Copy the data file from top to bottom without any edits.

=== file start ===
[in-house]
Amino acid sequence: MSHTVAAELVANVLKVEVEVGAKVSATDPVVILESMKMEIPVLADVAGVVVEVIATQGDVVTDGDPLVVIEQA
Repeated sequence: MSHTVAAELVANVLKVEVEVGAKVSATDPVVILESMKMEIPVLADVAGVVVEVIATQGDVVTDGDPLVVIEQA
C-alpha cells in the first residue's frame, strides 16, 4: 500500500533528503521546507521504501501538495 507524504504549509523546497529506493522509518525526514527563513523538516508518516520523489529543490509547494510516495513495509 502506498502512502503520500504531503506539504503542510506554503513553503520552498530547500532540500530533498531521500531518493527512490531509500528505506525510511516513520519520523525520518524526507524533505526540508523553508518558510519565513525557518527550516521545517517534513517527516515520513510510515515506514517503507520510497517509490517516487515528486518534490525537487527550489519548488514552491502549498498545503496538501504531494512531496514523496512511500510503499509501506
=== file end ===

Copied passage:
[in-house]
Amino acid sequence: MSHTVAAELVANVLKVEVEVGAKVSATDPVVILESMKMEIPVLADVAGVVVEVIATQGDVVTDGDPLVVIEQA
Repeated sequence: MSHTVAAELVANVLKVEVEVGAKVSATDPVVILESMKMEIPVLADVAGVVVEVIATQGDVVTDGDPLVVIEQA
C-alpha cells in the first residue's frame, strides 16, 4: 500500500533528503521546507521504501501538495 507524504504549509523546497529506493522509518525526514527563513523538516508518516520523489529543490509547494510516495513495509 502506498502512502503520500504531503506539504503542510506554503513553503520552498530547500532540500530533498531521500531518493527512490531509500528505506525510511516513520519520523525520518524526507524533505526540508523553508518558510519565513525557518527550516521545517517534513517527516515520513510510515515506514517503507520510497517509490517516487515528486518534490525537487527550489519548488514552491502549498498545503496538501504531494512531496514523496512511500510503499509501506